Now judges want salary hike

April 17th, 2008 - 10:14 pm ICT by admin  

By Rana Ajit
New Delhi, April 17 (IANS) Seeking to set new benchmarks, judges of the higher judiciary have demanded monthly salaries of Rs.300,000 and above for themselves. A resolution demanding what they termed “respectable salary” to the tune of ten times and more what the Supreme Court and high court judges presently get was passed at the ongoing two-day annual judges’ meet here.

The demand comes close on the heels of the Sixth Pay Commission recommendations, which has proposed a salary of Rs 300,000 for the chairpersons of various regulatory authorities.

These regulatory agencies include Securities and Exchange Board of India (SEBI), Telecom Regulatory Authority of India (TRAI), Central Electricity Regulatory Commission (CERC), Competition Commission of India (CCI) and Insurance Regulatory and Development Authority.

Citing the 6th Pay Commission recommendation, the agenda note for judges’ meet said: “For future appointments of chairpersons of various regulatory authorities like SEBI, TRAI, CERC, CCI and IRDA, the commission has recommended consolidated salary of up to Rs.300,000 per month.”

The agenda note contended that “judges of the apex court and the high courts cannot be paid less than chairpersons of the regulatory bodies, whose orders are challenged before them (judges) everyday.”

Even otherwise, the Supreme Court and high court judges “are professionally qualified and highly experienced persons, who happen to be experts in the field of law and sacrifice their lucrative practice at Bar to serve the country as judge,” the note asserted.

Expressing discontent over the present wages of justice, the note said: “It cannot be denied that salaries of judges have not been increased realistically keeping in view the arduous nature of their work, status and responsibility and compensation for sacrificing their lucrative legal profession, besides ignoring their family responsibilities.”

Taking note of the fact that the 6th Pay Commission’s recommendations are already under government’s consideration, the judges made a strong pitch for an early and expeditious amendment in the separate law that determines their salary and working conditions.

“If the salaries and allowances of the judges of the Supreme Court and high courts are not revised simultaneously with the revision of the salary and allowances of government servants, that may result in a situation where the basic salary of a judge may become lower than that of his subordinate, and would cause embarrassment to judges,” the agenda note apprehended.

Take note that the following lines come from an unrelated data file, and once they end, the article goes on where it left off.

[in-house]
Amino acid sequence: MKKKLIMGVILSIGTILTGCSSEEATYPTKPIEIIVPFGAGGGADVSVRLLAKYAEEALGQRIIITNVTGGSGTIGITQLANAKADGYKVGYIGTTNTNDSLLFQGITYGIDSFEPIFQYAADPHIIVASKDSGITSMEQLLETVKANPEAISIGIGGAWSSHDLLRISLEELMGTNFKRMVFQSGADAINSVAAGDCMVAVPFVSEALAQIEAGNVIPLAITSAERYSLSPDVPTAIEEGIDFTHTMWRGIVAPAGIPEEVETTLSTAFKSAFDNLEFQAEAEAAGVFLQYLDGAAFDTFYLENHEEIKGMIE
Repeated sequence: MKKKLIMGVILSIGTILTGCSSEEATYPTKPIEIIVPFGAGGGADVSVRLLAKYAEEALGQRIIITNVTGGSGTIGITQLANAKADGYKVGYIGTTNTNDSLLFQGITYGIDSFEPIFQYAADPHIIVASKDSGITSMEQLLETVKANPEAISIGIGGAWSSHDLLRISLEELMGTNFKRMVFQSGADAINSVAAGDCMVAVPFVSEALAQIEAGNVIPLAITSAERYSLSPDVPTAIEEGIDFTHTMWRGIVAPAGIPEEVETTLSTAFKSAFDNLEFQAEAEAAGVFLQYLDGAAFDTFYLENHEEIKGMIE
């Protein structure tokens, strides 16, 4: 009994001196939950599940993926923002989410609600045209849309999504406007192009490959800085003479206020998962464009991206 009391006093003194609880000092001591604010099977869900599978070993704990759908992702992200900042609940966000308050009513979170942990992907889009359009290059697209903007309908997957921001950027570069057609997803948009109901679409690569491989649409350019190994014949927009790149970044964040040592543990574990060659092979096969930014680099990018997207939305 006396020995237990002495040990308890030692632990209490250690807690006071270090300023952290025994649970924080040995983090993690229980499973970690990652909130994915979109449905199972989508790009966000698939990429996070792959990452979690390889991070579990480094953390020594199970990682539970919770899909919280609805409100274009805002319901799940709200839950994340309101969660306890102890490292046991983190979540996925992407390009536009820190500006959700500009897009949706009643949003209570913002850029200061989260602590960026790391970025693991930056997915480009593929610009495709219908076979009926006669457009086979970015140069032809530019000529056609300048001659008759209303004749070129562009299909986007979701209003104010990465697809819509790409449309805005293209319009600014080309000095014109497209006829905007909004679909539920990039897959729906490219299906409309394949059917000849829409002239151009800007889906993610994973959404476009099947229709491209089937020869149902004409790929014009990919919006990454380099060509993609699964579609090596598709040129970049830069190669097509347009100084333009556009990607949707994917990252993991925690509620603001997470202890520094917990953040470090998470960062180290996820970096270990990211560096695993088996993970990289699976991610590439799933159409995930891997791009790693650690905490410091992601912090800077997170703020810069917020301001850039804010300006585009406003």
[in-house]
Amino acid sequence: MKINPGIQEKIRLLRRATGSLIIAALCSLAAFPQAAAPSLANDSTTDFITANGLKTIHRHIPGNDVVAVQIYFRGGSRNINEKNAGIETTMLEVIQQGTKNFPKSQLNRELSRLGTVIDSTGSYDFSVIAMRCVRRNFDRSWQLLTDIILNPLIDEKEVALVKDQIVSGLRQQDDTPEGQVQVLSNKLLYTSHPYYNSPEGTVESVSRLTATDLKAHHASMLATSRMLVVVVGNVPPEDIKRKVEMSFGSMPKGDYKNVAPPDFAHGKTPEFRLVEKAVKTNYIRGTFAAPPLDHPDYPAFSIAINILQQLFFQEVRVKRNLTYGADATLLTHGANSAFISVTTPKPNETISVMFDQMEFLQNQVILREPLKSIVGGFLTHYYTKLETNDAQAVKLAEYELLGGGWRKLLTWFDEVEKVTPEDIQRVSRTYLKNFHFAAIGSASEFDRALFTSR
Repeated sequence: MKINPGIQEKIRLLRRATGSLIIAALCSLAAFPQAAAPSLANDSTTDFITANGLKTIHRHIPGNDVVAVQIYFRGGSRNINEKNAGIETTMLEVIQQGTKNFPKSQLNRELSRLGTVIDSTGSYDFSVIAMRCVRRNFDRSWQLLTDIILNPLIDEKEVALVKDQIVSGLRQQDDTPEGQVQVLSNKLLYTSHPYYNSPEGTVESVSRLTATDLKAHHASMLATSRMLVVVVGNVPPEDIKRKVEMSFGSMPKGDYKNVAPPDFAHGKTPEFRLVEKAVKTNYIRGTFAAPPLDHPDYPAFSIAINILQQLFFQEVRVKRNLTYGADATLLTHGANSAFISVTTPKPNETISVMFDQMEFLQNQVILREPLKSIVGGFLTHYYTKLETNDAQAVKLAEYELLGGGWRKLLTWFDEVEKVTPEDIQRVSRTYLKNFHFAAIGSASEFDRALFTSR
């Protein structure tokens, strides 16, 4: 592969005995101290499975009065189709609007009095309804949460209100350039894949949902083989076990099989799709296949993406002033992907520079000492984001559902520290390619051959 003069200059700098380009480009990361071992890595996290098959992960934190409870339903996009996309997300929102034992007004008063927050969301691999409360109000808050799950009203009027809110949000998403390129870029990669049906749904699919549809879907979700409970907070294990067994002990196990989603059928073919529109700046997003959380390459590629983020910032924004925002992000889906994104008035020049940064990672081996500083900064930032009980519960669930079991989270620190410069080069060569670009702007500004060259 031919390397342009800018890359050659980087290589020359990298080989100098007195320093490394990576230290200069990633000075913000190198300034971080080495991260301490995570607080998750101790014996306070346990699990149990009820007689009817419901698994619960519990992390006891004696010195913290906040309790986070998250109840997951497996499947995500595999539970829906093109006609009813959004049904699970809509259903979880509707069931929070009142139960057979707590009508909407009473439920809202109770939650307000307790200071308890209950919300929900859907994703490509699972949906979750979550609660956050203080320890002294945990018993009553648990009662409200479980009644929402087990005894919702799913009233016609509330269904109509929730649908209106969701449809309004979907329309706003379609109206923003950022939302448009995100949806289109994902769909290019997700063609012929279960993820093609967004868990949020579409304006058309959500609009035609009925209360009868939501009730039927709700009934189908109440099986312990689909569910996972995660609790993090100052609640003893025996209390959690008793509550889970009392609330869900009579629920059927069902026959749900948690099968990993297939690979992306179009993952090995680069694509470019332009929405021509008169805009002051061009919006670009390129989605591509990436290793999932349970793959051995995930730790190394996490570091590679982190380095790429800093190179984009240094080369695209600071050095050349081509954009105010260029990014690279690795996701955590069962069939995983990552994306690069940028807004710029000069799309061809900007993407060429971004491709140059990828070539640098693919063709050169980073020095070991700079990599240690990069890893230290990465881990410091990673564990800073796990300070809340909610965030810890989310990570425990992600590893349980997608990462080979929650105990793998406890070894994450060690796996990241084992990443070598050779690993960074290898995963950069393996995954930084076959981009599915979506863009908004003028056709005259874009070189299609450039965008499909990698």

The judges also did not like the prospect of their revised salaries falling in the range of what the country’s and states’ top bureaucrats like Cabinet Secretary and Chief secretary would get as per the 6th pay panel proposals.

The commission has recommended a fixed salary of Rs.80,000 for secretaries and equivalent officers and Rs.90,000 for Cabinet Secretary and equivalent officers.

“Efforts have always been made to link the salary of judges of superior judiciary with executives in the government, though, the Apex Court has repeatedly said that judges, being constitutional functionaries, cannot be compared with civil servants,” the note pointed out.

The judges’ salary at present falls in the range of what top bureaucrats of the country and the states get.

The agenda note recalled the pre-independence history, when judges used to get salaries higher than those given to top government officers in the government.

“Before commencement of the constitution, there was marked difference between the salaries of judges and those of the executives in the government. When Federal Court was constituted under government of India Act, 1935, the salary of Chief Justice was fixed at Rs.7,000 per month and that of other judges at Rs.5,500 per month,” the agenda note recalled.

“The First Pay Commission of 1947 recommended salaries of Rs.3,000 per month to the Secretaries to government of India. The salary of high court judges at that time was Rs.3,500 per month,” the note said adding that “The salaries of judges were scaled down because the constitution fixed salaries of president and governors at Rs.10,000 per month and Rs.5,500 per month respectively,” the note said.

“Subsequently, the salary of secretary to government of India was revised to Rs.3,500 per month from September 1965 without undertaking any revision of the salary of high court judges. Since then, salaries of high court judges have been equated with that of secretary to government of India, obliterating the original difference among their salaries,” the note said.

The note pointed out that “the British Parliament on the other hand had no difficulty in giving a salary of 10,000 pounds to the Lord Chancellor, when the salary of Prime Minister was 5,000 pounds per month,” the note said, countering the argument for maintaining parity in the salary structure of judges with those of civil servants.

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